Seeking the bottom of the real estate market

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By Harold Morgan

Seeking the bottom of the real estate market in New Mexico isn’t quite the fantasy of our quest for an interim committee meeting in Santa Rosa last summer. Unlike at the Blue Hole Dive Training and Santa Rosa Conference Center, signs exist in the real estate world. The signs have numbers—monthly, quarterly and annual sales figures. Some hope may exist.
For existing home sales, a rough rule of thumb used to exist. Something like, more population means more jobs, which means more home sales.
At best the rule is hampered by today’s reality of foreclosures, financing difficulties and  homes worth less than the amount of the mortgage, even if the owners are making the monthly mortgage payments.
That said, let’s look around.
While the state’s population growth is mostly new babies, it is growing a bit. A few—very few—new jobs are appearing outside of Albuquerque.
A review of eight larger counties shows just one—Doña Ana—with sales down for all four quarters of 2011 on a year-over-year basis from 2010. The figures are from the Realtors Association of New Mexico.
For the fourth quarter of 2011, six counties increased sales over the 2010 period. They were Chaves, Eddy, Lincoln, Otero, San Juan and Santa Fe. Curry and Doña Ana were the counties with fourth quarter sales declines.
An interesting item from the quarterly sales review is that the next best comparative performance was the first quarter of 2011, when just three counties showed increases. Of the eight counties, two registered sales increases during the second and third quarters.
Even with its high prices, Santa Fe was the best metro county performer for 2011 with 1,185 sales, a 5.5 percent improvement over 2010.
Santa Fe’s $320,000 median price for 2011 beats Los Alamos’s $290,000 for the state’s highest. At $201,800, the median home price in Lincoln County crossed $200,000 for the first time.
The median price was $216,000 in Colfax County during 2011, which I suspect has something to do with Angel Fire, a resort community. Median price means half the home sold for more and half for less.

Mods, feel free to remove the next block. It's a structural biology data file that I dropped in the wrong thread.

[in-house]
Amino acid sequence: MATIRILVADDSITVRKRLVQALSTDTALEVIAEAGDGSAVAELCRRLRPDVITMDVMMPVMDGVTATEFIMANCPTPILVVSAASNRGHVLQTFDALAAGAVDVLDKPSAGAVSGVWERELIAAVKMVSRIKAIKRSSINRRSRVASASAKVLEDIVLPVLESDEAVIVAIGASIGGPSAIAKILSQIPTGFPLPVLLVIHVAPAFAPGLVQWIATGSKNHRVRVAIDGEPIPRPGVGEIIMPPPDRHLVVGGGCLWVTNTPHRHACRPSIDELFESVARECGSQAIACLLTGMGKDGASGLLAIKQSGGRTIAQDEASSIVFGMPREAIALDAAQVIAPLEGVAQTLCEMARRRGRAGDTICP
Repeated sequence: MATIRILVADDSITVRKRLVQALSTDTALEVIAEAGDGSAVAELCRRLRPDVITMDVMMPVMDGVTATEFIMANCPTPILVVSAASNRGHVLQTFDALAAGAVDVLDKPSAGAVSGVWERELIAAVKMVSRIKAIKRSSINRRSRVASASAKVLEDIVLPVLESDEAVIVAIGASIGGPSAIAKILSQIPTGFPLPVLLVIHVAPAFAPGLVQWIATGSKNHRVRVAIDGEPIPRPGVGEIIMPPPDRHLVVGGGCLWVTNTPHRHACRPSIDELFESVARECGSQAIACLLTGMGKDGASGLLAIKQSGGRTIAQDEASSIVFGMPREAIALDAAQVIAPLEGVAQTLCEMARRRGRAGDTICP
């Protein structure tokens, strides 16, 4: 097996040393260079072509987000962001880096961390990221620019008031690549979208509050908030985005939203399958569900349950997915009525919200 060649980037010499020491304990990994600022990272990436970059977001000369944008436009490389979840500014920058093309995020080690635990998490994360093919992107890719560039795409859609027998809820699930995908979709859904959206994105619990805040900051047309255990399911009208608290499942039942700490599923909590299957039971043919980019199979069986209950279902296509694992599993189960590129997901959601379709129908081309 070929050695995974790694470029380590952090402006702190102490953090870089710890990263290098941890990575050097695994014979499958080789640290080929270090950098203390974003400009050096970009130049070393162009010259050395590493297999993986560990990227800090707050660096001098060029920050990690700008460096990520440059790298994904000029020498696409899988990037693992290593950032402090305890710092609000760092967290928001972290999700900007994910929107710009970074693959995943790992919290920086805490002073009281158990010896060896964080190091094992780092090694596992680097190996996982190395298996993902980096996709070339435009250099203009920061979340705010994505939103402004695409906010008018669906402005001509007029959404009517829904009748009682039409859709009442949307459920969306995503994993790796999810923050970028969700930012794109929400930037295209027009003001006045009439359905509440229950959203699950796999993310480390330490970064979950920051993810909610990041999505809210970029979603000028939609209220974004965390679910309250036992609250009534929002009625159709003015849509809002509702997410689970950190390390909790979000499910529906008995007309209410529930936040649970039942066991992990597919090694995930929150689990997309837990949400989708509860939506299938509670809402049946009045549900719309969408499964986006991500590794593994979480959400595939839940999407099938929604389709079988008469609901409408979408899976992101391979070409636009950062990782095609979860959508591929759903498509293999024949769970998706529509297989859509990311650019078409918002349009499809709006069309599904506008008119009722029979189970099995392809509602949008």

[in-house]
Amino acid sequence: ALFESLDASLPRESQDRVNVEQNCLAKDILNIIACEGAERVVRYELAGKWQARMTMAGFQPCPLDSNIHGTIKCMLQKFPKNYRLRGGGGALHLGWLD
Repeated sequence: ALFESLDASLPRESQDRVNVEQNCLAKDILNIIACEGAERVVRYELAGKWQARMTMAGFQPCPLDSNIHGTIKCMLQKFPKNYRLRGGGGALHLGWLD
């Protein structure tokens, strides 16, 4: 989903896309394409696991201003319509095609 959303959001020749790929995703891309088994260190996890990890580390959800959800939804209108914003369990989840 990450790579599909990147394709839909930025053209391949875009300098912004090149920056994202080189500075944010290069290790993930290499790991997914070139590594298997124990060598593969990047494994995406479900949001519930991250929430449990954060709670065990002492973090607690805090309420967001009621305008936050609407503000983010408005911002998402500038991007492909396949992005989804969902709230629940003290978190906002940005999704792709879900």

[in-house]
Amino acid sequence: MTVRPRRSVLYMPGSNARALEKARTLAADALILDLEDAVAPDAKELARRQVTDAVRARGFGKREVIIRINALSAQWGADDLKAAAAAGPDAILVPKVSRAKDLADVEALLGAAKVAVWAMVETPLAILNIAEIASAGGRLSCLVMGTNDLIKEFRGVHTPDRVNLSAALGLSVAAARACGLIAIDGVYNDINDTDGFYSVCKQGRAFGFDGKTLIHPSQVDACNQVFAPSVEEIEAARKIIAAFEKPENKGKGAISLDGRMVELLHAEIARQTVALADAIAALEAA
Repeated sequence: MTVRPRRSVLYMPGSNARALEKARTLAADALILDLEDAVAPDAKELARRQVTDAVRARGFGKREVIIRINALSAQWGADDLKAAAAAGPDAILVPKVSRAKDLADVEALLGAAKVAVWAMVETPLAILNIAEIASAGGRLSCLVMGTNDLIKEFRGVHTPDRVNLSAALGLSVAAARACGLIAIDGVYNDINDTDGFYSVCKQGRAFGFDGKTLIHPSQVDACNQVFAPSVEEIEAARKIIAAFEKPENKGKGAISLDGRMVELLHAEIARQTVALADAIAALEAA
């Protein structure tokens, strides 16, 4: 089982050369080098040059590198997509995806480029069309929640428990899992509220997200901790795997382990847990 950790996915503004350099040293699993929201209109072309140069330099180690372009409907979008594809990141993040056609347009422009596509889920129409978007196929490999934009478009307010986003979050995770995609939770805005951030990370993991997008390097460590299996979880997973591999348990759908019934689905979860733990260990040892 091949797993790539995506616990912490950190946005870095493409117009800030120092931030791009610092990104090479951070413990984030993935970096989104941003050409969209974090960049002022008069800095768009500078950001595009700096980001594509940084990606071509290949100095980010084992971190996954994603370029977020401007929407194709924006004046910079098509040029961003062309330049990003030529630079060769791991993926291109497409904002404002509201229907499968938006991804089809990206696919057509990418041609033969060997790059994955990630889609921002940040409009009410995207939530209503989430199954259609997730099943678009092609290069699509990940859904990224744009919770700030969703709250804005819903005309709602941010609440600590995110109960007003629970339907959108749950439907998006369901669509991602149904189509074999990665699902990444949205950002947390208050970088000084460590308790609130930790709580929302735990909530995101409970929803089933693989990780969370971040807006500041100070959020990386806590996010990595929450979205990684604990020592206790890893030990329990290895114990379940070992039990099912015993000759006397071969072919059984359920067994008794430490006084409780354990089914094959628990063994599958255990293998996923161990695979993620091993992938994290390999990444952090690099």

In Albuquerque, 2011 saw 7,152 homes sold, 53 percent of peak sales of 13,448 during 2005. This was the sixth consecutive year of declining sales.
The good news—sort of—is that things are getting worse less quickly. Albuquerque sales were 7,181 during 2010, making 2011 sales only 0.4 percent below 2010.
The better news is that, starting with July, sales increased every month of 2011 over the same month of 2010.
Albuquerque’s year over year increase continued in January. The surprise was the amount of the increase, up 13 percent from January 2011 to 411 sales in January 2012.
The bigger January surprise was the 836 pending sales of single-family detached homes. That was the highest pending sales since August 2010 and up 21 percent from January 2011 and 39 percent from December.
Pending sales tend to turn into closed sales during the following month. I have watched the relationship of pending to closed sales for a number of months.
The figure for closed sales during one month tends to be about 70 percent of sales pending the pervious month.
Albuquerque prices are another story. The slide continues. For more about Albuquerque’s residential real estate market during January, see www.capitolreportnm.blogspot.com.
Lea County is a bright spot for the state, something that should be expected given the area’s energy boom. During 2011, there were 300 homes sold in the county, up 18 percent from 255 in 2010.
Being ever cautious, I’m not suggesting any trends, either around the state or in Albuquerque. But people do need to live somewhere.
Harold Morgan
New Mexico News Service